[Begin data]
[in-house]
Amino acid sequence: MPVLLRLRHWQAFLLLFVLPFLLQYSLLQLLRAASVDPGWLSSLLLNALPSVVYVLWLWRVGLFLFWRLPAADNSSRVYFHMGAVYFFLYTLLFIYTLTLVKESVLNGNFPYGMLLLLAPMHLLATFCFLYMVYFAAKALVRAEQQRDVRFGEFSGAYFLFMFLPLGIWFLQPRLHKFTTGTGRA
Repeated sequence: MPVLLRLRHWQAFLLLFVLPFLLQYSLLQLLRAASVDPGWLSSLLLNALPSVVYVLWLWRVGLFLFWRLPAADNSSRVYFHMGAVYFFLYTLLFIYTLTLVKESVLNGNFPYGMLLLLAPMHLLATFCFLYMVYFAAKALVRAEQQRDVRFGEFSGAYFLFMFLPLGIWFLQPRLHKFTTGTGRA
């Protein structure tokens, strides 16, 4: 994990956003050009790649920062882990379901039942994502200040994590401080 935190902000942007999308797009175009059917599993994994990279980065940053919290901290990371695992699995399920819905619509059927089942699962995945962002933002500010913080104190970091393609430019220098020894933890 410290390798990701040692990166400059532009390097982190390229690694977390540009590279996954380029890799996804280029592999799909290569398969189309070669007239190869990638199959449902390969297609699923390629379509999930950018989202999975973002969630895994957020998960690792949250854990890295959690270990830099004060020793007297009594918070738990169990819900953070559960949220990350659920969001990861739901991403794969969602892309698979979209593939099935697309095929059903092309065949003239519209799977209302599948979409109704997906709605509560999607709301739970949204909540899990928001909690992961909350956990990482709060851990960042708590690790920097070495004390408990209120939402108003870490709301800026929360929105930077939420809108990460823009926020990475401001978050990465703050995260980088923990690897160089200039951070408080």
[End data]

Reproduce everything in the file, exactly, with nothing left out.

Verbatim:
[in-house]
Amino acid sequence: MPVLLRLRHWQAFLLLFVLPFLLQYSLLQLLRAASVDPGWLSSLLLNALPSVVYVLWLWRVGLFLFWRLPAADNSSRVYFHMGAVYFFLYTLLFIYTLTLVKESVLNGNFPYGMLLLLAPMHLLATFCFLYMVYFAAKALVRAEQQRDVRFGEFSGAYFLFMFLPLGIWFLQPRLHKFTTGTGRA
Repeated sequence: MPVLLRLRHWQAFLLLFVLPFLLQYSLLQLLRAASVDPGWLSSLLLNALPSVVYVLWLWRVGLFLFWRLPAADNSSRVYFHMGAVYFFLYTLLFIYTLTLVKESVLNGNFPYGMLLLLAPMHLLATFCFLYMVYFAAKALVRAEQQRDVRFGEFSGAYFLFMFLPLGIWFLQPRLHKFTTGTGRA
């Protein structure tokens, strides 16, 4: 994990956003050009790649920062882990379901039942994502200040994590401080 935190902000942007999308797009175009059917599993994994990279980065940053919290901290990371695992699995399920819905619509059927089942699962995945962002933002500010913080104190970091393609430019220098020894933890 410290390798990701040692990166400059532009390097982190390229690694977390540009590279996954380029890799996804280029592999799909290569398969189309070669007239190869990638199959449902390969297609699923390629379509999930950018989202999975973002969630895994957020998960690792949250854990890295959690270990830099004060020793007297009594918070738990169990819900953070559960949220990350659920969001990861739901991403794969969602892309698979979209593939099935697309095929059903092309065949003239519209799977209302599948979409109704997906709605509560999607709301739970949204909540899990928001909690992961909350956990990482709060851990960042708590690790920097070495004390408990209120939402108003870490709301800026929360929105930077939420809108990460823009926020990475401001978050990465703050995260980088923990690897160089200039951070408080």